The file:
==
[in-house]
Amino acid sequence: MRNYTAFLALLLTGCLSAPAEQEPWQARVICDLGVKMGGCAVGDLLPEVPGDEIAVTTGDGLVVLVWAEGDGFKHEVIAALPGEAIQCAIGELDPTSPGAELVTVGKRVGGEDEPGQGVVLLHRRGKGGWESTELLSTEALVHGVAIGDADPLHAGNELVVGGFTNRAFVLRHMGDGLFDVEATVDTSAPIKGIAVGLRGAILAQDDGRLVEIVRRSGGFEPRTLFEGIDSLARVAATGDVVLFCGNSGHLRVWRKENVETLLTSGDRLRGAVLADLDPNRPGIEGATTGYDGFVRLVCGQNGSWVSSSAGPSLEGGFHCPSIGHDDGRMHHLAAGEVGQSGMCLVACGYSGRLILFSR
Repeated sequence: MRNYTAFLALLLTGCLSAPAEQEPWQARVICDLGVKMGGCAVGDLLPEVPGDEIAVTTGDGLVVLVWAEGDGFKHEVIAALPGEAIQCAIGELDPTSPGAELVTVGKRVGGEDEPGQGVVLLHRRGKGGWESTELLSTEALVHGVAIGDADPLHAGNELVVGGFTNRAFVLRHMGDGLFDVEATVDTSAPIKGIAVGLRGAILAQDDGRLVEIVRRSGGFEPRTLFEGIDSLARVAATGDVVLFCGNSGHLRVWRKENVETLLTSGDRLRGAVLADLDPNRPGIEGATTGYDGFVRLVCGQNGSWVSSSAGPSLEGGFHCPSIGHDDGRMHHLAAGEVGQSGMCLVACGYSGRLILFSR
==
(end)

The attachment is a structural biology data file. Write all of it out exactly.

[in-house]
Amino acid sequence: MRNYTAFLALLLTGCLSAPAEQEPWQARVICDLGVKMGGCAVGDLLPEVPGDEIAVTTGDGLVVLVWAEGDGFKHEVIAALPGEAIQCAIGELDPTSPGAELVTVGKRVGGEDEPGQGVVLLHRRGKGGWESTELLSTEALVHGVAIGDADPLHAGNELVVGGFTNRAFVLRHMGDGLFDVEATVDTSAPIKGIAVGLRGAILAQDDGRLVEIVRRSGGFEPRTLFEGIDSLARVAATGDVVLFCGNSGHLRVWRKENVETLLTSGDRLRGAVLADLDPNRPGIEGATTGYDGFVRLVCGQNGSWVSSSAGPSLEGGFHCPSIGHDDGRMHHLAAGEVGQSGMCLVACGYSGRLILFSR
Repeated sequence: MRNYTAFLALLLTGCLSAPAEQEPWQARVICDLGVKMGGCAVGDLLPEVPGDEIAVTTGDGLVVLVWAEGDGFKHEVIAALPGEAIQCAIGELDPTSPGAELVTVGKRVGGEDEPGQGVVLLHRRGKGGWESTELLSTEALVHGVAIGDADPLHAGNELVVGGFTNRAFVLRHMGDGLFDVEATVDTSAPIKGIAVGLRGAILAQDDGRLVEIVRRSGGFEPRTLFEGIDSLARVAATGDVVLFCGNSGHLRVWRKENVETLLTSGDRLRGAVLADLDPNRPGIEGATTGYDGFVRLVCGQNGSWVSSSAGPSLEGGFHCPSIGHDDGRMHHLAAGEVGQSGMCLVACGYSGRLILFSR